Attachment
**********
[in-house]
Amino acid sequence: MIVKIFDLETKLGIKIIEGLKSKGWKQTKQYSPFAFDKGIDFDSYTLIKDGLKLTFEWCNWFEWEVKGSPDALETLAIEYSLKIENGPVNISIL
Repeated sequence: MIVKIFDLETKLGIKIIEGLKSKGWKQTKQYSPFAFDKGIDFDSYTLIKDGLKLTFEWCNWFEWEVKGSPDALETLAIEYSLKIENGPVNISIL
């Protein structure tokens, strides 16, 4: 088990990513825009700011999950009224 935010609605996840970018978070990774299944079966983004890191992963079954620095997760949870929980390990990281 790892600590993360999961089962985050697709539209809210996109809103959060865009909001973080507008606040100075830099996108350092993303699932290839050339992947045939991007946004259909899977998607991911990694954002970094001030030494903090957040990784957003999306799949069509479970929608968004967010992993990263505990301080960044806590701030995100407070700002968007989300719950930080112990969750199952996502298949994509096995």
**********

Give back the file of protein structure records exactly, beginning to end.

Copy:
[in-house]
Amino acid sequence: MIVKIFDLETKLGIKIIEGLKSKGWKQTKQYSPFAFDKGIDFDSYTLIKDGLKLTFEWCNWFEWEVKGSPDALETLAIEYSLKIENGPVNISIL
Repeated sequence: MIVKIFDLETKLGIKIIEGLKSKGWKQTKQYSPFAFDKGIDFDSYTLIKDGLKLTFEWCNWFEWEVKGSPDALETLAIEYSLKIENGPVNISIL
């Protein structure tokens, strides 16, 4: 088990990513825009700011999950009224 935010609605996840970018978070990774299944079966983004890191992963079954620095997760949870929980390990990281 790892600590993360999961089962985050697709539209809210996109809103959060865009909001973080507008606040100075830099996108350092993303699932290839050339992947045939991007946004259909899977998607991911990694954002970094001030030494903090957040990784957003999306799949069509479970929608968004967010992993990263505990301080960044806590701030995100407070700002968007989300719950930080112990969750199952996502298949994509096995």